Academia Europaea#

(The Academy of Europe)#

Award of the Academia Europaea Erasmus Medal #

Monday 7 September 2015, Darmstadt#

Erasmus Medal

Sponsored by

The Council of the Academia Europaea are pleased to award the Erasmus Medal to the internationally renowned Classicist;

Professor Edith Hall MAE (London) #

The Erasmus Medal of the Academia Europaea is awarded on the recommendation of the Council, to a member who has maintained over a sustained period, the highest level of international scholarship and recognition by peers.

Professor Hall will deliver the 2015 Heinz-Nixdorf Erasmus Lecture:
“Master of Those Who Know”: Aristotle as Inspiration for the 21st-century Academician?

The Laudation will be given by Professor Svend Erik Larsen MAE (Aarhus)

Edith Hall
Professor Edith Hall
King’s College London


“Master of Those Who Know”: Aristotle as Inspiration for the 21st-century Academician?


Of all the great minds of antiquity, Aristotle’s is the one which most clearly celebrated curiosity for its own sake and has most profoundly affected how we all do literature, philosophy and science. But his historically contingent ideas about women, slaves, empires and elites, decontextualised from their expression in a single treatise—his Politics—have recently tended to eclipse his monumental achievements in other fields: Aristotle wrote over a hundred and fifty other treatises which changed intellectual history for ever. There was no constituent of the universe in which he was not interested, whether it was empirically discernible to the senses (plants, animals, planets), or lying beneath and beyond the perceptible surface of things (ethical impulses, principles of logic, time, chance).

This illustrated lecture first traces some key moments in the history of the reception, perception, representation and influence of the man whom Dante called simply ‘master of those who know’, il Maestro di color che sanno — Aristotle of Stageira. It then asks whether celebrating certain aspects of Aristotle’s thought and its reception could bolster all our academic endeavours today. These aspects include his insistence of identifying a-theological causes while respecting the practice of religion, his assumption of the inter-relatedness of the natural environment and human activity, his importance to both Arabic and ‘western’ traditions of intellectual and scientific enquiry, and his emphasis on individual mental fulfilment and virtue-based happiness, responsible to the wider community, rather than wealth acquisition, as the primary goal of human life.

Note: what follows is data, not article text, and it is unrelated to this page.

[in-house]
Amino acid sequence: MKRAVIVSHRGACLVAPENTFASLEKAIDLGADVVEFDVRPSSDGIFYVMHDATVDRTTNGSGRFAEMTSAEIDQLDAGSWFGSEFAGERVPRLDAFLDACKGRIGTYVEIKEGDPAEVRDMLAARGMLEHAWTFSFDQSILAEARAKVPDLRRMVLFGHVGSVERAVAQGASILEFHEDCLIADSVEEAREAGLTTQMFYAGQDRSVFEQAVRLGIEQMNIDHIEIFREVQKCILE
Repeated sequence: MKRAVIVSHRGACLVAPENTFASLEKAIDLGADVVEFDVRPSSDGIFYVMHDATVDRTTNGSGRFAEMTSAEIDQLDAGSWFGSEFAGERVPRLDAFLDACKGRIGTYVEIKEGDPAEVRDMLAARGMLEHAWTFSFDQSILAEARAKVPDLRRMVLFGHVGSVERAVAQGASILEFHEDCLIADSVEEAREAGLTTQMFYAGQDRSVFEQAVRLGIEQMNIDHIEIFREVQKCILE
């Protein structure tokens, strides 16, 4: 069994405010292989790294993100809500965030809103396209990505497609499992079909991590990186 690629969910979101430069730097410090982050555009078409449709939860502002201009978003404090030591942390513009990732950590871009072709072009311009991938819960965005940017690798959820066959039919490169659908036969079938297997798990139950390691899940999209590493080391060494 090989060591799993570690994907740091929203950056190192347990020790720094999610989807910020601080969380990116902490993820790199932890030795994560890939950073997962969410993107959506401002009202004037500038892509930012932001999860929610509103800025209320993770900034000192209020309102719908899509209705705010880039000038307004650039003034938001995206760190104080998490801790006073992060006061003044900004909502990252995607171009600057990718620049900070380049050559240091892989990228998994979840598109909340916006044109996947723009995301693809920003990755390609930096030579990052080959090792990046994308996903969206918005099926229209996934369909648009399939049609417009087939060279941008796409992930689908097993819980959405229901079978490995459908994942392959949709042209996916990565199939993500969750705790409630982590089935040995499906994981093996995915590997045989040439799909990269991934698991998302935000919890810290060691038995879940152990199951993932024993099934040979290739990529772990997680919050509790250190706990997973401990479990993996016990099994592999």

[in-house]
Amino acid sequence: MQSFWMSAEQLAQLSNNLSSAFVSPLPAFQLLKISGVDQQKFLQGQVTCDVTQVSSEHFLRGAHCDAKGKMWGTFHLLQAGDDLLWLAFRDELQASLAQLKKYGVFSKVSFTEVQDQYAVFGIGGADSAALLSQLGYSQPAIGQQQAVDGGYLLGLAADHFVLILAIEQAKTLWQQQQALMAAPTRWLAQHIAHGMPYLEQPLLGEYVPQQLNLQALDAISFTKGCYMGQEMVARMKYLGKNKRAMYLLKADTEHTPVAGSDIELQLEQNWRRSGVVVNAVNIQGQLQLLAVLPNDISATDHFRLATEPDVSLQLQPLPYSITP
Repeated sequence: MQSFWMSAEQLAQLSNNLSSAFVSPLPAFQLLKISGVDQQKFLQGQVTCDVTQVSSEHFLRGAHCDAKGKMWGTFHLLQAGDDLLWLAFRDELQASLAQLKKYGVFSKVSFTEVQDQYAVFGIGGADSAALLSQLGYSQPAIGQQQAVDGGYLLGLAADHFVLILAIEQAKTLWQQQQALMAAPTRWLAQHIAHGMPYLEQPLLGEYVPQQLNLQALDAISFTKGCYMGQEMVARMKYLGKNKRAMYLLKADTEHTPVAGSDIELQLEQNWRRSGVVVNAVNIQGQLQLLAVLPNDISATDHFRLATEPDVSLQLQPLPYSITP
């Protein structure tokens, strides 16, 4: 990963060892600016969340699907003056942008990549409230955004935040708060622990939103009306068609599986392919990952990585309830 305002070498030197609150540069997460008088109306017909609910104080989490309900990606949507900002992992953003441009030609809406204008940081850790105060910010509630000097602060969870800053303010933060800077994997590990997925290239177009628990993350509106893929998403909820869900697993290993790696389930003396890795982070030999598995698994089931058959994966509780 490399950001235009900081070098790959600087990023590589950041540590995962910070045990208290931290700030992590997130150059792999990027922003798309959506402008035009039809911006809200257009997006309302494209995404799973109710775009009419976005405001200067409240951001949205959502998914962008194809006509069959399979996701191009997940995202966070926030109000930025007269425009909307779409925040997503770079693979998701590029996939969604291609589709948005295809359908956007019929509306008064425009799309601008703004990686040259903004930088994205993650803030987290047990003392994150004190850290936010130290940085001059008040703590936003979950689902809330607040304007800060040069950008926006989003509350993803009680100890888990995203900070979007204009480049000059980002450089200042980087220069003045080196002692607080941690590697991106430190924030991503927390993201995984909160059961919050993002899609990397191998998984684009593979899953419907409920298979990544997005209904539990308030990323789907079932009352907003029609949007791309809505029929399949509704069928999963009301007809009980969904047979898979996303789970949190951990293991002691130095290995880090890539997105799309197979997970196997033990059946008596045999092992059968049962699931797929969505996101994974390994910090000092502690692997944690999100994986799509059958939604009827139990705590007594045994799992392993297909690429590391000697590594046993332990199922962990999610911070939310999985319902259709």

Aristotle of Stagira


Edith Hall is Professor in the Department of Classics and Centre for Hellenic Studies at King’s College London and Chairman of the Gilbert Murray Trust. Her research interests cover ancient Greek literature, thought, politics and culture and their reception in modern times. One specialism is ancient theatre; she is also Co-Founder and Consultant Director of the Archive of Performances of Greek & Roman Drama at the University of Oxford. She was awarded her doctoral degree at Oxford in 1988; her thesis Inventing the Barbarian, a study of the representation of ethnicity in Greek tragedy, won the Hellenic Foundation annual prize for the best PhD in Greek Studies. It was published by OUP in 1989. She taught at the universities of Oxford, Cambridge, Reading, Durham and Royal Holloway before taking up her present position; she has also held visiting appointments at Swarthmore College, PA, Northwestern University, IL, Leiden and Erfurt.

She has published over twenty books, both monographs and edited volumes, most recently Introducing the Ancient Greeks: From Bronze Age Seafarers to Navigators of the Western Mind (2014, Bodley Head). Her monograph Adventures with Iphigenia in Tauris: A Cultural History of Euripides’ Black Sea Tragedy (OUP 2013) won a Goodwin Award of Merit from the American Philological Association.

She appears regularly on BBC Radio and TV, has acted as Consultant to numerous professional theatres including the Royal Shakespeare Company and the National Theatre, and writes in Times Literary Supplement, The Guardian, The Times, and New York Review of Books. She has been awarded research grants by numerous funding bodies including the Leverhulme Trust and the British Academy. In 2012 she accepted a Humboldt Research Award. Her current research, funded by the Arts and Humanities Research Council UK, Classics and Class in Britain 1789-1939 ( investigates the exciting historical uses made of ancient Greek and Roman culture beyond the scholarly community.

The 2015 Award is sponsored by the Heinz-Nixdorf Stiftung#

1. Heinz Nixdorf Stiftung is - together with Stiftung Westfalen - one of the two non profit foundations, which have been established from the assets of the estate of the entrepreneur Heinz Nixdorf, who died in 1986. The foundation promotes the following purposes:

a) the (advanced) professional education, especially in the field of modern technology
b) the sciences in respect of research and teaching, especially in the field of information technology,
c) the liberal and democratic governmental system, especially the "Soziale Marktwirtschaft"
d) public health,
e) sports.

The foundation realizes its purposes primarily in cooperation with other non profit institutions.

Heinz Nixdorf Stiftung promotes among others the Heinz Nixdorf MuseumsForum in Paderborn. This is a non profit istitution combining in a unique way the classic historic dimension of a museum with the current and future-oriented topics of a forum.

Heinz Nixdorf MuseumsForum is the largest computer museum of the world.

Further information about the Heinz-Nixdorf Stiftung can be found at


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